LONDON (Reuters) - British businesses are facing a sharp rise in power bills driven by sky-rocketing gas prices, as war in Ukraine and European sanctions on Russia heighten concerns over the security of energy supplies.
Below are some of the government's plans announced on Wednesday to help shield businesses from the rising costs:
The price of electricity will be capped at 211 pounds ($239.17) per megawatt hour (MWh) and for gas at 75 pounds per MWh. This will apply to contracts signed on April 1 and would last for six months from Oct. 1.
The government will compensate suppliers for the reduction in wholesale gas and electricity unit prices they are passing on to businesses.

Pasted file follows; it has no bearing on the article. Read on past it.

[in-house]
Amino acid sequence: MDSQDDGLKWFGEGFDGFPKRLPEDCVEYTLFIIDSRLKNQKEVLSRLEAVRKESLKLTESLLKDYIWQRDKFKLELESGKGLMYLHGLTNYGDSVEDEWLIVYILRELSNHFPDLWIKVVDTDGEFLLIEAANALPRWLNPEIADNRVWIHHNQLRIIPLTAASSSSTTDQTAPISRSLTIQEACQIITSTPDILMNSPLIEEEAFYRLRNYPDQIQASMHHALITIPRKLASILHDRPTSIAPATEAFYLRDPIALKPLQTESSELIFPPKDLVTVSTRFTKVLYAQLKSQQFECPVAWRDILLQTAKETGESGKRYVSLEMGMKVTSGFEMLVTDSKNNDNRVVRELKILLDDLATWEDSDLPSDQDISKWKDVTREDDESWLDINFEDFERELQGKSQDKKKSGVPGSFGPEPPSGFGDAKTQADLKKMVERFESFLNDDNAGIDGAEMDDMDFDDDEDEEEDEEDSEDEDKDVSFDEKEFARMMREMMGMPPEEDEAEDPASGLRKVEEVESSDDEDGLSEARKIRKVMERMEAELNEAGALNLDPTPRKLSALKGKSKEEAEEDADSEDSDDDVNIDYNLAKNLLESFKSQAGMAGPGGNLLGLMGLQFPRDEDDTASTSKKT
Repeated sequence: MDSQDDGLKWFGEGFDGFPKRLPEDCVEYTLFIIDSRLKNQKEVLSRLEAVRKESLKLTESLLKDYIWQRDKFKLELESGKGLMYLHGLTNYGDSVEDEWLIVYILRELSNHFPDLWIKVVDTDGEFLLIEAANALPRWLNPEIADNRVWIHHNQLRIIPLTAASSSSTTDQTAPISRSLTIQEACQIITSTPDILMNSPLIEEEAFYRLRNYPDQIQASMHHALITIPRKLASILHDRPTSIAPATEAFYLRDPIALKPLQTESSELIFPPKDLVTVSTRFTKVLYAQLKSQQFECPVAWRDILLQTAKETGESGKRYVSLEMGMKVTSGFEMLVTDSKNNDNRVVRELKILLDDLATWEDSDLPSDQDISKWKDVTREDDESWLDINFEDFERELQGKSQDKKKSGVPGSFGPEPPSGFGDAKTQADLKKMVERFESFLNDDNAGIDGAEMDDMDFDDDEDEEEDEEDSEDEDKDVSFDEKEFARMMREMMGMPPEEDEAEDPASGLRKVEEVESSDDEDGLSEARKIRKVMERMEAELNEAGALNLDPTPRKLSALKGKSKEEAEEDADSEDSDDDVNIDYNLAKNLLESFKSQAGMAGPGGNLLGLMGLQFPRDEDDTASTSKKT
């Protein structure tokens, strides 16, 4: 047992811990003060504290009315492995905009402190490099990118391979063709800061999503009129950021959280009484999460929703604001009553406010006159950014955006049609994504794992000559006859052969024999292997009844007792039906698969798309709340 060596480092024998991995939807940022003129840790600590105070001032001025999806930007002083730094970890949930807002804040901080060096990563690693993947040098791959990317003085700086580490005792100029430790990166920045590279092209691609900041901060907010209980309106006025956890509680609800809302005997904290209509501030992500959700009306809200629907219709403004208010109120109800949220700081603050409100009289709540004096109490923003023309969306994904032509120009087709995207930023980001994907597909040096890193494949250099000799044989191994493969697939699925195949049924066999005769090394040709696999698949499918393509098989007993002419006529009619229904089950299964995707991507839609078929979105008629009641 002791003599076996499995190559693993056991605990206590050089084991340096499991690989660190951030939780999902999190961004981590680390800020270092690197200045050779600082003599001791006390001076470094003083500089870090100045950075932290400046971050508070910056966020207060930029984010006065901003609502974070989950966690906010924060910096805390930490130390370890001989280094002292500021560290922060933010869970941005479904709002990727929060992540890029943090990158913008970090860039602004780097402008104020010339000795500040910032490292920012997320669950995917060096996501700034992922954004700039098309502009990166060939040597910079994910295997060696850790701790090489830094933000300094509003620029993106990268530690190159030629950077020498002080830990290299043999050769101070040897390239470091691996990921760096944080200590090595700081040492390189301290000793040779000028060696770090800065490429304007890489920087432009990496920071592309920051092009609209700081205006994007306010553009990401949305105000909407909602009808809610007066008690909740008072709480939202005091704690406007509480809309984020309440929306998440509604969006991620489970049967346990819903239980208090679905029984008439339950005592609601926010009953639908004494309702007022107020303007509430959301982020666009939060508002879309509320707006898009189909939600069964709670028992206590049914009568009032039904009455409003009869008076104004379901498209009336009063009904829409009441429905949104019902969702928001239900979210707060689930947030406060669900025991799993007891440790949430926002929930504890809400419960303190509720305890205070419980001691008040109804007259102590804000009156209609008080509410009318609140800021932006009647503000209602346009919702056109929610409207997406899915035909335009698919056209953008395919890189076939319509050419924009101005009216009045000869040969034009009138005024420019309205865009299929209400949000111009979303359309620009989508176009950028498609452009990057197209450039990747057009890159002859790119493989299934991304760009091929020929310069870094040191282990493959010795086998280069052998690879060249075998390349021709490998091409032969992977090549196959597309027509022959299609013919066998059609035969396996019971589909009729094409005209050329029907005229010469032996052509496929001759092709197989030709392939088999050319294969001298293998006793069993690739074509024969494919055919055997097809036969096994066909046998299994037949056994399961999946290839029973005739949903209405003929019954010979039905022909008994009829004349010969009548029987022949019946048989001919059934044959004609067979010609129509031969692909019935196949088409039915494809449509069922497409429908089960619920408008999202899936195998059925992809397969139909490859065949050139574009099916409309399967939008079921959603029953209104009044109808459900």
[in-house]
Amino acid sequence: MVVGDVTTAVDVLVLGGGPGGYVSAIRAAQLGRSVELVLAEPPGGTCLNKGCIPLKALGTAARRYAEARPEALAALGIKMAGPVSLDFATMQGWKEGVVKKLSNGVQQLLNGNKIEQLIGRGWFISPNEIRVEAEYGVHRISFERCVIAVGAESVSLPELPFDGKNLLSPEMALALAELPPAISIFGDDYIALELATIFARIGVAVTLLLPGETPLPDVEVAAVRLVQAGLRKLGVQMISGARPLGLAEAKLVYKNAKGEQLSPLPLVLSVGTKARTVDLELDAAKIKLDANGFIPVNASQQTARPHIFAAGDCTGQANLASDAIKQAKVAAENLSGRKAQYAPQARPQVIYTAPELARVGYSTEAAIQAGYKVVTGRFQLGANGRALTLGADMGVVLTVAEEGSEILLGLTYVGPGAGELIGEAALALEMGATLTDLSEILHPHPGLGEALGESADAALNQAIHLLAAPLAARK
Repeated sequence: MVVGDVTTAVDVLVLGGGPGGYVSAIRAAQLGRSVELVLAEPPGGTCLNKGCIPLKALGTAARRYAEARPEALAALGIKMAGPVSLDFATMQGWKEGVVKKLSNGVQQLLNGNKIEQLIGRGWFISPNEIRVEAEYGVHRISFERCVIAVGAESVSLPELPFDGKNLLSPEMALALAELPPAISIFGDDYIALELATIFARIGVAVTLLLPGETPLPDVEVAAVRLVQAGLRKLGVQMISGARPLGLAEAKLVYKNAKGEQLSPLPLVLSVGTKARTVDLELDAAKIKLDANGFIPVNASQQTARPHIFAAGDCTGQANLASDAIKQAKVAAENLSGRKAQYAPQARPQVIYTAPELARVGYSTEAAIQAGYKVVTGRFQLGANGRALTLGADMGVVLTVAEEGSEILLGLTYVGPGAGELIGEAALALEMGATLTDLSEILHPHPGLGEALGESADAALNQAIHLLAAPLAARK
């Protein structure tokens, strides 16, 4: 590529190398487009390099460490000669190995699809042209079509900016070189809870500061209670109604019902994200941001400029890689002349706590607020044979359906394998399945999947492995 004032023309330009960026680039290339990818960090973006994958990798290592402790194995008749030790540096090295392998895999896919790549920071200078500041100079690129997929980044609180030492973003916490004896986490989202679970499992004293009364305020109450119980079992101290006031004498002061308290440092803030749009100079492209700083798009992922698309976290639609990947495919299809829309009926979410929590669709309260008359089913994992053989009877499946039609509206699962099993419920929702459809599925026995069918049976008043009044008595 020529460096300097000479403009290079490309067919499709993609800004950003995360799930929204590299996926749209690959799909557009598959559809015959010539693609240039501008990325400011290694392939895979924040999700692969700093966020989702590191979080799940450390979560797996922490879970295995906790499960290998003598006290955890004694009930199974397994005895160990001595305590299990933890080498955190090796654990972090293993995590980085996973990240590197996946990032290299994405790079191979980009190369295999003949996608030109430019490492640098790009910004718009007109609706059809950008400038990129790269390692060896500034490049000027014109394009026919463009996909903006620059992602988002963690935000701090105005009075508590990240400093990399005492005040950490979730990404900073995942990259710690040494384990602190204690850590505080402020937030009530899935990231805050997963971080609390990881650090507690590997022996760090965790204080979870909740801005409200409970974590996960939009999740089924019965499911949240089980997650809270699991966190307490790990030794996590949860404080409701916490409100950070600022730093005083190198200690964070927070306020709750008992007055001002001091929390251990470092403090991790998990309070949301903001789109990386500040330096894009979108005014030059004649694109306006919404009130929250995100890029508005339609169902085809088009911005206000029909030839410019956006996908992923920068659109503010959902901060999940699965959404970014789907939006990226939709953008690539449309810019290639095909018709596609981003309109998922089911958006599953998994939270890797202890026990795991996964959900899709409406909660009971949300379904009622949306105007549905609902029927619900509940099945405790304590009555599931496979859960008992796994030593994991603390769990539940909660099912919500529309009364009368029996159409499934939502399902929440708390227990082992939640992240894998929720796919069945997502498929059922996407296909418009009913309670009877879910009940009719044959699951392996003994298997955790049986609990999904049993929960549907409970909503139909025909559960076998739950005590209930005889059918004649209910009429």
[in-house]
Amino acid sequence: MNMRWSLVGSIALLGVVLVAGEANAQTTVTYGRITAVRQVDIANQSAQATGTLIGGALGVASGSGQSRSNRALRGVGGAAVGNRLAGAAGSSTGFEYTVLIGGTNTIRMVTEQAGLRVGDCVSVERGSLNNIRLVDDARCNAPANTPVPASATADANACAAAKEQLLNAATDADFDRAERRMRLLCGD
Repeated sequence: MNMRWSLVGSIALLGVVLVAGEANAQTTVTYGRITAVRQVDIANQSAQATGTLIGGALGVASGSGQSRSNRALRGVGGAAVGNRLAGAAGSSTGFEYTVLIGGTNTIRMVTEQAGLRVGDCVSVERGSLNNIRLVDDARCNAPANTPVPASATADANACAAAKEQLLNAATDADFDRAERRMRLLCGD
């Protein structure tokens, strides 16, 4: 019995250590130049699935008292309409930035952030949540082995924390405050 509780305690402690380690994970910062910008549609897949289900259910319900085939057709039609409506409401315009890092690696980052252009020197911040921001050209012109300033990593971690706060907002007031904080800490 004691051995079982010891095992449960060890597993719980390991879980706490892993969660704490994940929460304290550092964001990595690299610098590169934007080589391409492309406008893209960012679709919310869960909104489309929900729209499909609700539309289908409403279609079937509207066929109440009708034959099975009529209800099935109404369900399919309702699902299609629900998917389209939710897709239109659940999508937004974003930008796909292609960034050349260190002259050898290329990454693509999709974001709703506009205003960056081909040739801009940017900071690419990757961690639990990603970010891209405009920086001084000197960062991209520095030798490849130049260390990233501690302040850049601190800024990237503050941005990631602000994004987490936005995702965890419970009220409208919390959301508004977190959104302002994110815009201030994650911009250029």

The package will apply to non-domestic users like businesses, charities and public sector organisations, such as schools, hospitals and care homes.
The government said: "The scheme is intended to be of broad application but there may be very limited exclusions, for example businesses that use gas or electricity for the purpose of generating power they are selling back into the grid, such as power stations, pumped hydro or grid-level battery storage."
The plan currently applies to England, Scotland, and Wales. But the government is planning a similar policy for Northern Ireland.
(Reporting by Andrew MacAskill; editing by William James)